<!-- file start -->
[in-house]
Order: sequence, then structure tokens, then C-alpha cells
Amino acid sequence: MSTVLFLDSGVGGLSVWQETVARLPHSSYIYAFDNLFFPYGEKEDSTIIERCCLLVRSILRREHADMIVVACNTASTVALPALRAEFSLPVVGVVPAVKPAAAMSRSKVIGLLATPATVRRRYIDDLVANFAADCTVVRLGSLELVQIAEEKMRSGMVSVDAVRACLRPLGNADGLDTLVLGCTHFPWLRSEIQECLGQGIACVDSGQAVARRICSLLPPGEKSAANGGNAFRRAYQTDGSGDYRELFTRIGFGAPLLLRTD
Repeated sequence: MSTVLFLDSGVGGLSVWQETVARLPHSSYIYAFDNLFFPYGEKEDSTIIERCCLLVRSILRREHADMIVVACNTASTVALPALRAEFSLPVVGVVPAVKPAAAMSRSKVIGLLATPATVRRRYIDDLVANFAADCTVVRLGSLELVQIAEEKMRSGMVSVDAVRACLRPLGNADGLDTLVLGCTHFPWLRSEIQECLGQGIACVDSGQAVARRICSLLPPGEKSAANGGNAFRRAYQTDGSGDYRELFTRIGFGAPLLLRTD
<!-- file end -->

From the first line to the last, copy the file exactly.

[in-house]
Order: sequence, then structure tokens, then C-alpha cells
Amino acid sequence: MSTVLFLDSGVGGLSVWQETVARLPHSSYIYAFDNLFFPYGEKEDSTIIERCCLLVRSILRREHADMIVVACNTASTVALPALRAEFSLPVVGVVPAVKPAAAMSRSKVIGLLATPATVRRRYIDDLVANFAADCTVVRLGSLELVQIAEEKMRSGMVSVDAVRACLRPLGNADGLDTLVLGCTHFPWLRSEIQECLGQGIACVDSGQAVARRICSLLPPGEKSAANGGNAFRRAYQTDGSGDYRELFTRIGFGAPLLLRTD
Repeated sequence: MSTVLFLDSGVGGLSVWQETVARLPHSSYIYAFDNLFFPYGEKEDSTIIERCCLLVRSILRREHADMIVVACNTASTVALPALRAEFSLPVVGVVPAVKPAAAMSRSKVIGLLATPATVRRRYIDDLVANFAADCTVVRLGSLELVQIAEEKMRSGMVSVDAVRACLRPLGNADGLDTLVLGCTHFPWLRSEIQECLGQGIACVDSGQAVARRICSLLPPGEKSAANGGNAFRRAYQTDGSGDYRELFTRIGFGAPLLLRTD